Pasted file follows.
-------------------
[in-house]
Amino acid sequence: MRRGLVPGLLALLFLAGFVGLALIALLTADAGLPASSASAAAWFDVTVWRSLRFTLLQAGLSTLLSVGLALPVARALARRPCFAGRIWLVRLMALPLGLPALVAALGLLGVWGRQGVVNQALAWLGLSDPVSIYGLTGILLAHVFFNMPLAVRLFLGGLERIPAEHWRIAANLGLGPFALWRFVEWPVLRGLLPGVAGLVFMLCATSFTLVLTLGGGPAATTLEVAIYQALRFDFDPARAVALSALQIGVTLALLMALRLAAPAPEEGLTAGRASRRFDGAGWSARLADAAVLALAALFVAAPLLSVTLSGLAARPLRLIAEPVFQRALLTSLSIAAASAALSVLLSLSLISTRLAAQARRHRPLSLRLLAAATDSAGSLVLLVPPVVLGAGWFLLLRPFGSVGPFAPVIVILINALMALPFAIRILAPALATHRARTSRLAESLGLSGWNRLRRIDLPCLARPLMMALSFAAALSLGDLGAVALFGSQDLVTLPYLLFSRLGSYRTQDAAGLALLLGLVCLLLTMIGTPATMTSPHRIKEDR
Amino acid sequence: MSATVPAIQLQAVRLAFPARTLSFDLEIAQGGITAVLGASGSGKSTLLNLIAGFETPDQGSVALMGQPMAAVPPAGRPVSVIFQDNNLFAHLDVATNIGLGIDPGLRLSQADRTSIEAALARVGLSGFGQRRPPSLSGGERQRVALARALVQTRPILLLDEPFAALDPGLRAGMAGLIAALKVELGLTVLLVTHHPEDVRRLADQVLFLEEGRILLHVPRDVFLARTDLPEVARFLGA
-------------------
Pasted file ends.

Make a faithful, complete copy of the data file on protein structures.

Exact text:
[in-house]
Amino acid sequence: MRRGLVPGLLALLFLAGFVGLALIALLTADAGLPASSASAAAWFDVTVWRSLRFTLLQAGLSTLLSVGLALPVARALARRPCFAGRIWLVRLMALPLGLPALVAALGLLGVWGRQGVVNQALAWLGLSDPVSIYGLTGILLAHVFFNMPLAVRLFLGGLERIPAEHWRIAANLGLGPFALWRFVEWPVLRGLLPGVAGLVFMLCATSFTLVLTLGGGPAATTLEVAIYQALRFDFDPARAVALSALQIGVTLALLMALRLAAPAPEEGLTAGRASRRFDGAGWSARLADAAVLALAALFVAAPLLSVTLSGLAARPLRLIAEPVFQRALLTSLSIAAASAALSVLLSLSLISTRLAAQARRHRPLSLRLLAAATDSAGSLVLLVPPVVLGAGWFLLLRPFGSVGPFAPVIVILINALMALPFAIRILAPALATHRARTSRLAESLGLSGWNRLRRIDLPCLARPLMMALSFAAALSLGDLGAVALFGSQDLVTLPYLLFSRLGSYRTQDAAGLALLLGLVCLLLTMIGTPATMTSPHRIKEDR
Amino acid sequence: MSATVPAIQLQAVRLAFPARTLSFDLEIAQGGITAVLGASGSGKSTLLNLIAGFETPDQGSVALMGQPMAAVPPAGRPVSVIFQDNNLFAHLDVATNIGLGIDPGLRLSQADRTSIEAALARVGLSGFGQRRPPSLSGGERQRVALARALVQTRPILLLDEPFAALDPGLRAGMAGLIAALKVELGLTVLLVTHHPEDVRRLADQVLFLEEGRILLHVPRDVFLARTDLPEVARFLGA